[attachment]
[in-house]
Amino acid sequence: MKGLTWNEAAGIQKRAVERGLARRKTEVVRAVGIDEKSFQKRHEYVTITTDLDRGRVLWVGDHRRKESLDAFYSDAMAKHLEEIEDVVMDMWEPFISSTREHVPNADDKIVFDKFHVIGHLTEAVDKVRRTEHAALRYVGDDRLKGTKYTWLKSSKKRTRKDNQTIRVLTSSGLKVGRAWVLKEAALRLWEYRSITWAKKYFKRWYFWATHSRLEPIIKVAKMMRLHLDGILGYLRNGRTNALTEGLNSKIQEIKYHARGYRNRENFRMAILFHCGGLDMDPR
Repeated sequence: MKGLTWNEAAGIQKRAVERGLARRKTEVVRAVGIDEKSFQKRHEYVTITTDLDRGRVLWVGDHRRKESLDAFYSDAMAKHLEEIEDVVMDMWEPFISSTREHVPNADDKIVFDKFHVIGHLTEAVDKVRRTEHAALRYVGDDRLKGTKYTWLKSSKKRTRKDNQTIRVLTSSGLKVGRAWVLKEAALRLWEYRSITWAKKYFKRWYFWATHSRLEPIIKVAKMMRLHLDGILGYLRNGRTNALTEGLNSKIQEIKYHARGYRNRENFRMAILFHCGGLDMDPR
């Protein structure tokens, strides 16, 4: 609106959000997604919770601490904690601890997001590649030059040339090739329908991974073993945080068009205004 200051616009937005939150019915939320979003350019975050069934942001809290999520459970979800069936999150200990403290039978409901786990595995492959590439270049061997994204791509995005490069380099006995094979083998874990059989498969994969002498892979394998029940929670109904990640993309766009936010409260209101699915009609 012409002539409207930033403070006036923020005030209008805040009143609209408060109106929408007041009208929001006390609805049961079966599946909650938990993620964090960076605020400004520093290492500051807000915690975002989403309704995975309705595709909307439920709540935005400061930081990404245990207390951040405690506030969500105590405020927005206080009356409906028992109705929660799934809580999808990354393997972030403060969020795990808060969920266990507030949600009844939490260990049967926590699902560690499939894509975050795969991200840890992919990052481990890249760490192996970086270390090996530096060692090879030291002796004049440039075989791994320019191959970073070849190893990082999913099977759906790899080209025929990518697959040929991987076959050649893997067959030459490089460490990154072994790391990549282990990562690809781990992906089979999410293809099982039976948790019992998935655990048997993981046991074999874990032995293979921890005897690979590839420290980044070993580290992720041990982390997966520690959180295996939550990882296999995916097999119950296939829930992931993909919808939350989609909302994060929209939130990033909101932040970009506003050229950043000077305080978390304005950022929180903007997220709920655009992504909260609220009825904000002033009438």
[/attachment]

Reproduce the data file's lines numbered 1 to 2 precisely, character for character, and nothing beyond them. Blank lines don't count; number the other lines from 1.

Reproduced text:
[in-house]
Amino acid sequence: MKGLTWNEAAGIQKRAVERGLARRKTEVVRAVGIDEKSFQKRHEYVTITTDLDRGRVLWVGDHRRKESLDAFYSDAMAKHLEEIEDVVMDMWEPFISSTREHVPNADDKIVFDKFHVIGHLTEAVDKVRRTEHAALRYVGDDRLKGTKYTWLKSSKKRTRKDNQTIRVLTSSGLKVGRAWVLKEAALRLWEYRSITWAKKYFKRWYFWATHSRLEPIIKVAKMMRLHLDGILGYLRNGRTNALTEGLNSKIQEIKYHARGYRNRENFRMAILFHCGGLDMDPR